You made an oath to Her Majesty Queen Elizabeth II of England to be faithful an bear true allegiance, which means you have a commitment to uphold the Coronation and what the Coronation means.
The second oath you took, before God also, says that you have sworn to do right to all manner of people, according to the law, without fear or favour, affection, or ill-will, so help you God. The operative word is "right" - do right. If you enforce an unjust law, a law which is now law, you will be doing wrong which makes you a wrongdoer.

You have already declared your bias to the right of trial by jury., which puts you in contempt of court because a court is here to vindicate men's rights but you in your judgment, and I have copies of it here, if you want to refresh your memory.

HIS HONOUR: I think I know the one you are referring to but if you have a copy there handy it would be convenient.

WILSON: This judgment is evidence of your contempt of court. Contempt of court means that you have interfered with the administration of justice and justice means the vindication of men's rights. The right to trial by jury has been established for many centuries and formally granted by Magna Carta and reinforced numerous times throughout history.

HIS HONOUR: This judgment of mine of 3 December 1997 was upheld by the Court of Appeal, was it not?


HIS HONOUR: Do you have the date of that judgment handy?

WILSON: The date it was upheld - I would have to go to my website.

HIS HONOUR: You concede it was upheld by the Court of Appeal, is that right?

WILSON: Yes, by memory, it was upheld by Handley JA and Stein JA, which is also proof that they are in contempt of court also. The corruption of the judiciary is widespread indeed. It is time for justice. In your judgment you refer to other wrongful judgments such as the Registrar of the Court of Appeal v. Willesee. They denied him the right to trial by jury.

HIS HONOUR: And special leave was refused by the High Court.

WILSON: Yes that shows you how far the injustice has spread, right up to and including the High Court.

HIS HONOUR: Yes, anything else?

WILSON: There is a statement made by Thomas Jefferson and if I remember it rightly, it says that the germ of the destruction of our nation lies in the power of the judiciary. I will probably find the exact quote somewhere. It says that the judiciary are an irresponsible body who have been working by day and by night like a thief across the fields of jurisdiction - like a thief across the fields of jurisdiction, to a point where the checks and balances of our Government have an annihilated. This is all about the right to trial by jury and whether we have a democracy in Australia or an oligarchy. We have an elite imposing their will on the people. Trial by jury is trial by the people, the country. Judges, by ignoring the sovereignty of the people, are actually guilty of treason. I have a definition here of treason: "Treason is a violation of allegiance by a subject against his Sovereign or Government."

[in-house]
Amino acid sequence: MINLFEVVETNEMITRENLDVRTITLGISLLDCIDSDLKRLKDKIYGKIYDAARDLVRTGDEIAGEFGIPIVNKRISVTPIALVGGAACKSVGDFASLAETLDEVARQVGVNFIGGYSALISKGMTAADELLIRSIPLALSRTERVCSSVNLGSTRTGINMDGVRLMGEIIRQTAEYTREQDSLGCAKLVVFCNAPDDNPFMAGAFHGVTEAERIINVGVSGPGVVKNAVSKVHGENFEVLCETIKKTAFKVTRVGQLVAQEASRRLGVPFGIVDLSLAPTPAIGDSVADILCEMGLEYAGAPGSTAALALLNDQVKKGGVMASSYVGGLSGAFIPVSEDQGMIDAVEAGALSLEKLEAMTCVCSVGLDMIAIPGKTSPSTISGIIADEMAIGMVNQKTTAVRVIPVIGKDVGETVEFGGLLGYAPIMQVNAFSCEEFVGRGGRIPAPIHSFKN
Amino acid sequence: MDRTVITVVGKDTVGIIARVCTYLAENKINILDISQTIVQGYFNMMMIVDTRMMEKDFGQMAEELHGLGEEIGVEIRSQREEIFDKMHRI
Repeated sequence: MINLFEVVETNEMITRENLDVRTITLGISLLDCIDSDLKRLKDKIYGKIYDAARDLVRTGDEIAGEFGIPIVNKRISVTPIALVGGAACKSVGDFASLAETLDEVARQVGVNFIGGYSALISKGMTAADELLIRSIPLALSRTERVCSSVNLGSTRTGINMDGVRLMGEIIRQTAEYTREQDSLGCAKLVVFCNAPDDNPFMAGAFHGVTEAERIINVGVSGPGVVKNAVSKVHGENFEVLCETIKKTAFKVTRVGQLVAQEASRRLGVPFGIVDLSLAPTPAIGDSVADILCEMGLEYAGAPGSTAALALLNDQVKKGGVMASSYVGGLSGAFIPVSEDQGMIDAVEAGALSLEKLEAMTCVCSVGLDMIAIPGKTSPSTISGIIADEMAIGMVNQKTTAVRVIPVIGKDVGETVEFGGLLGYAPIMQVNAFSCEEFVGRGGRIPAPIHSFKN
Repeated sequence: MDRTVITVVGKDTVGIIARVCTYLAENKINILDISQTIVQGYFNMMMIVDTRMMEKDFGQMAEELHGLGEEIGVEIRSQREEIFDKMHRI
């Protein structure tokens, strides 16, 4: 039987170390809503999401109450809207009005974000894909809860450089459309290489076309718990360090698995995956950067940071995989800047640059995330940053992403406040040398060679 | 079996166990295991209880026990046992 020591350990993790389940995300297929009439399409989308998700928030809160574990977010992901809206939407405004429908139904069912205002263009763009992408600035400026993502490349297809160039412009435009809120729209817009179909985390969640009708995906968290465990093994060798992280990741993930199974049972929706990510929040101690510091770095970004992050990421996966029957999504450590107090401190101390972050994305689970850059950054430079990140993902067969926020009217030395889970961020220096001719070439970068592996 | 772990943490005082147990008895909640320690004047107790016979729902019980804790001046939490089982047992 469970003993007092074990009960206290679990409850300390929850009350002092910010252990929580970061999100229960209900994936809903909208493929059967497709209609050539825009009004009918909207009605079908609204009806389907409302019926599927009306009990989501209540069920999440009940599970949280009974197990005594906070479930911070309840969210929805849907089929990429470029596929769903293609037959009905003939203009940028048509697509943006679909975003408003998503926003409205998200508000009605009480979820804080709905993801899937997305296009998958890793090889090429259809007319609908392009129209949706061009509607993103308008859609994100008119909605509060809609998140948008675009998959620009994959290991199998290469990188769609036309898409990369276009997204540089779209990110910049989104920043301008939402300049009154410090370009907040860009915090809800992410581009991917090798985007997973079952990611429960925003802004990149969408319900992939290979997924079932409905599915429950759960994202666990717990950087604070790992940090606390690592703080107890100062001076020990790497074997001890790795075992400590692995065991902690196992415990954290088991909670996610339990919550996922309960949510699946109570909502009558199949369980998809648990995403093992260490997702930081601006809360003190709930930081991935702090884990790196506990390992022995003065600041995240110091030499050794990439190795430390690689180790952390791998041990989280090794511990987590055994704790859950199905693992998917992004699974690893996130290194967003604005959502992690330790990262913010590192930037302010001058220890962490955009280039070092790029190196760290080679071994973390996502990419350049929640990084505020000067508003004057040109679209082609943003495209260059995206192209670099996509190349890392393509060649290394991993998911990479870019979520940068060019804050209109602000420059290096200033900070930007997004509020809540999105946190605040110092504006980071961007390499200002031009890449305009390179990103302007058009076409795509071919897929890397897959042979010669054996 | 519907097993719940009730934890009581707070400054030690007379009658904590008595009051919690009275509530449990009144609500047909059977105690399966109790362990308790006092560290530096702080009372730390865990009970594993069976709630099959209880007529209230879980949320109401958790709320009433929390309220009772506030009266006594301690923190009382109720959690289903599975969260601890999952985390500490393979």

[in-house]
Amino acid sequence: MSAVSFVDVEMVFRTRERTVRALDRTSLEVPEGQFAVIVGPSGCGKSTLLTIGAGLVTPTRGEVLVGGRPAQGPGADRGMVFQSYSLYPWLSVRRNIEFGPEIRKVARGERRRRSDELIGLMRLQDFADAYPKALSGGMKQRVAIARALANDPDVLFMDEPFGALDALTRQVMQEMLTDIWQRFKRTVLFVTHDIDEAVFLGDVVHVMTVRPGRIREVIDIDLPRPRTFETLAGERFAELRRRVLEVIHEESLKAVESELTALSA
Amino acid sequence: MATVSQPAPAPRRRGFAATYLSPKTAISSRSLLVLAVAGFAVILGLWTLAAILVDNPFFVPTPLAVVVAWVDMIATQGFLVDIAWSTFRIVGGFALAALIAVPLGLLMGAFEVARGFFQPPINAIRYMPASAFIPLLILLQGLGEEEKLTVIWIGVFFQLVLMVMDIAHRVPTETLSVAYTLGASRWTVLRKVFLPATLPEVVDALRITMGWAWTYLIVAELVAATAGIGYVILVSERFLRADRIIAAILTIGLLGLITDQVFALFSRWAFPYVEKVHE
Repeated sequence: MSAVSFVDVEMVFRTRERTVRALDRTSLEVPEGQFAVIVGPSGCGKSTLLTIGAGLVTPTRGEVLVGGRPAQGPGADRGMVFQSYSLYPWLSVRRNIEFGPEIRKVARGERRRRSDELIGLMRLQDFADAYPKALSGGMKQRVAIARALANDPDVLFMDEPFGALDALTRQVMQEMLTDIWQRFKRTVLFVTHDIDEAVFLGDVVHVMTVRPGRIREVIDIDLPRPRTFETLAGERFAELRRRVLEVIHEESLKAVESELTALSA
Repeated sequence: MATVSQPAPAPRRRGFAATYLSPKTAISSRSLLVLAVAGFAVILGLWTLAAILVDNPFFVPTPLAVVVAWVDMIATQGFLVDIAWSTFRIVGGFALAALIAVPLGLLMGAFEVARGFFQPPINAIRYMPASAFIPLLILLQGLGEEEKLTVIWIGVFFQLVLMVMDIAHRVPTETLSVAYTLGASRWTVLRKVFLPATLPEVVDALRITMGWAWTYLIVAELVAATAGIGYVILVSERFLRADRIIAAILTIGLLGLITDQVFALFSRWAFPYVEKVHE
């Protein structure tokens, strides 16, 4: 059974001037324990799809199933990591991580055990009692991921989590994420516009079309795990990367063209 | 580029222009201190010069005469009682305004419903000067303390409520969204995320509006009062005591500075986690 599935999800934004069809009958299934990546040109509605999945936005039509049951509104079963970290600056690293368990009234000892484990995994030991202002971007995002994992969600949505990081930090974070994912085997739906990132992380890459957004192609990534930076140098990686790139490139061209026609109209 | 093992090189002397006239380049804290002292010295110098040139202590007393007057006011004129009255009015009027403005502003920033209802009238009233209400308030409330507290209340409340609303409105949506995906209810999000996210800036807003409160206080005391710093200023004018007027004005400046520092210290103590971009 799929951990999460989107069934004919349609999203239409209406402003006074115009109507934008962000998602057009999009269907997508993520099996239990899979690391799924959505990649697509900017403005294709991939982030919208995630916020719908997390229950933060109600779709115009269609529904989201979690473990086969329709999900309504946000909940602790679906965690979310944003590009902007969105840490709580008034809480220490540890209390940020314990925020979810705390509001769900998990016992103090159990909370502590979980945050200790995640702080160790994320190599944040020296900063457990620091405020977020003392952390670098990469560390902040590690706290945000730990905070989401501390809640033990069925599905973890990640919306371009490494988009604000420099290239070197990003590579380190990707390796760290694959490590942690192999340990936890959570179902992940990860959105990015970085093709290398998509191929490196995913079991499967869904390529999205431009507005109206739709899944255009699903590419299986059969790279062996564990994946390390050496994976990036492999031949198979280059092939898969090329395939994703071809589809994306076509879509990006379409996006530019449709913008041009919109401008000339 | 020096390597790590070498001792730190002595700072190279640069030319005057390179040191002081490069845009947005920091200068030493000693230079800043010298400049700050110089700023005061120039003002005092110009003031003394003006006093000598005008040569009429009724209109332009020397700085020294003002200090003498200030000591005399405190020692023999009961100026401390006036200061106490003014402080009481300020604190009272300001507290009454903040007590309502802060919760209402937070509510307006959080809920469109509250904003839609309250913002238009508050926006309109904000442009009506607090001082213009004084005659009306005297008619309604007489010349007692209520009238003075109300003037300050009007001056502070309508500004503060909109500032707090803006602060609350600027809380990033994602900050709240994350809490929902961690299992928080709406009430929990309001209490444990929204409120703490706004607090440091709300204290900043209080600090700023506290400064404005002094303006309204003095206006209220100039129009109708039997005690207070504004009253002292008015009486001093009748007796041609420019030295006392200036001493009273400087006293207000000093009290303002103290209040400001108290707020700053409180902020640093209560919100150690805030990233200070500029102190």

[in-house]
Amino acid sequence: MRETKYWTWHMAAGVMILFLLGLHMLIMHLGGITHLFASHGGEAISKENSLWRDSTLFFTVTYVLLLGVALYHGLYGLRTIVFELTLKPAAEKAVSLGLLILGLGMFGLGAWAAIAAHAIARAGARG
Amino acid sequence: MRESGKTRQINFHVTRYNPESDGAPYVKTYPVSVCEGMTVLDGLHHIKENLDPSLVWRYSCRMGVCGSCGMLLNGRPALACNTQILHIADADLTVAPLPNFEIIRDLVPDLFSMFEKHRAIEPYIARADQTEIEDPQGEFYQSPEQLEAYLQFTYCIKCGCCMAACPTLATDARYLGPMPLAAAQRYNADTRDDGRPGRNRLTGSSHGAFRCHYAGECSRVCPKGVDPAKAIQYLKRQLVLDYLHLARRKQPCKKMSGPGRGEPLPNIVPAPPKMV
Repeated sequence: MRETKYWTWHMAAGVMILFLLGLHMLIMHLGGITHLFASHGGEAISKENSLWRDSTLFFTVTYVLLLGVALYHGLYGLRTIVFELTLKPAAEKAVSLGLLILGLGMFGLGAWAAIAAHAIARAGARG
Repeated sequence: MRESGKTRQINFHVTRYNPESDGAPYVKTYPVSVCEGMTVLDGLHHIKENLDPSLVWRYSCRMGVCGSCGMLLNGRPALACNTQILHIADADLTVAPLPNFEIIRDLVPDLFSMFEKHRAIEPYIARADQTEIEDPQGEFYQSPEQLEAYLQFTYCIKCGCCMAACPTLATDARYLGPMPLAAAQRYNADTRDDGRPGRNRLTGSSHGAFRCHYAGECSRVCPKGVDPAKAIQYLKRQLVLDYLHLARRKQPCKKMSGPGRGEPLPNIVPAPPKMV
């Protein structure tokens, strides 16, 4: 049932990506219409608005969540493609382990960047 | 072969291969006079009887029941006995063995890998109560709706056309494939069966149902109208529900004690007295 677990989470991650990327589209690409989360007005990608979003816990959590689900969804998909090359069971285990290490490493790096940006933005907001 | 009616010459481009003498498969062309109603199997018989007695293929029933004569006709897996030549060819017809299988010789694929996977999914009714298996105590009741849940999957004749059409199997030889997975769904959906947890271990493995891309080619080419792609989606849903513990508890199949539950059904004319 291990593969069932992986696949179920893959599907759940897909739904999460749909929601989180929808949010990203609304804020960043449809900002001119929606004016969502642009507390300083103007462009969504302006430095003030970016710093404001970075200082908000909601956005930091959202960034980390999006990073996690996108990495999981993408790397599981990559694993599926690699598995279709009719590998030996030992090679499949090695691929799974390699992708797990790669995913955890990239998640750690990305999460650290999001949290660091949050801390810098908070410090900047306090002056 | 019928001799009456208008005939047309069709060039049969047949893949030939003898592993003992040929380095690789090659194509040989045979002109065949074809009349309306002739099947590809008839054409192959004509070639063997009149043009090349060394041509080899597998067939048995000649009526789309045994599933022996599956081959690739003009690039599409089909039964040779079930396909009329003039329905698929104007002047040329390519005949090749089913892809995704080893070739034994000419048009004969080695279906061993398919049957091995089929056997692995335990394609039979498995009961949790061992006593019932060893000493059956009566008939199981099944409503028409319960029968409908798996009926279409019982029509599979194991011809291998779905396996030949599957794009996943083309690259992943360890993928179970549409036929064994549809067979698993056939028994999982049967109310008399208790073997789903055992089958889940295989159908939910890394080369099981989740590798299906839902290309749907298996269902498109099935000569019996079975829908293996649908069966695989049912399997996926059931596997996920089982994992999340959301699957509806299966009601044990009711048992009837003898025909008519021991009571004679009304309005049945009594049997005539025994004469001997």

So by taking away the rights of the people, no Parliament has that right. No Judge has that right.
Referring to ss 40 and 41 of the Supreme Court Act of New South Wales, 1970 which is headed "Single Judge to constitute the Court and Judges in the Division" these sections of this Act are invalid because no Parliament has the power to make laws which take away the right to trial by jury. Any Parliament passing such law is not the representative of the people but has turned against the people. Any Judges who uphold such laws have turned against the people and against their oath of allegiance and of office which they have sworn before God.
This is the crux of these proceedings and any award of proceedings against the Magna Carta are nothing; they are null and void and repugnant to the charters and statutes which guarantee freedom. They are inoperative.

HIS HONOUR: Is that a statement by some authority or is that just your assertion?

WILSON: It is a combination. I have had to learn this over the last six years now. I took a very simple case to court which was based on the word "variable" . I put this to the Supreme Court, that variable means uncertain and this led to the fact that loan contracts made by banks incorporating uncertainty of terms are invalid or bad under common law. The first judicial officer was a fellow called Master Terrence Greenwood. He said that the rate itself is indeed certain. That was a bald faced lie.
I know the consequences of the Court making a declaration of truth but the Court - not the Court, but the Judges were not prepared to do it. This is what I have been fighting for ever since. I have been fighting for truth, justice and freedom.  I will continue to fight.

The fight here is that you have no jurisdiction because I do not give my consent to appear without a jury. My experiences in court have been that Judges are unlawful and malicious. They regard themselves as above the law. They have invented this thing called judicial immunity, which is a false doctrine, intending to place Judges above all the laws governing the administration of justice.

As I said, my proceedings in the Supreme Court are against the Crown under the Crown Proceedings Act . 
They said in here to title those proceedings against the State of New South Wales. I ask you, for the umpteenth time: are you employed by the State of New South Wales? Are you employed by the defendant?
The rules of natural justice say that a person cannot judge in his own cause. There are so many laws protecting Australians against the injustice, which I have been inflicted with, and the Judges places themselves above the law. They refused to administer justice. Again, on the point of jurisdiction, I am referring to section 3 of the Supreme Court Proceedings Act, number 49, at 1900.

HIS HONOUR: I think you will find that was repealed by the Supreme Court Act 1970.

WILSON: Yes, and there is another law, the Interpretation Act 1987, which says that "The amendment or repeal of an Act or statutory rule does not affect any right, privilege, obligation or liability acquired, accrued or incurred under the Act or statutory rule;".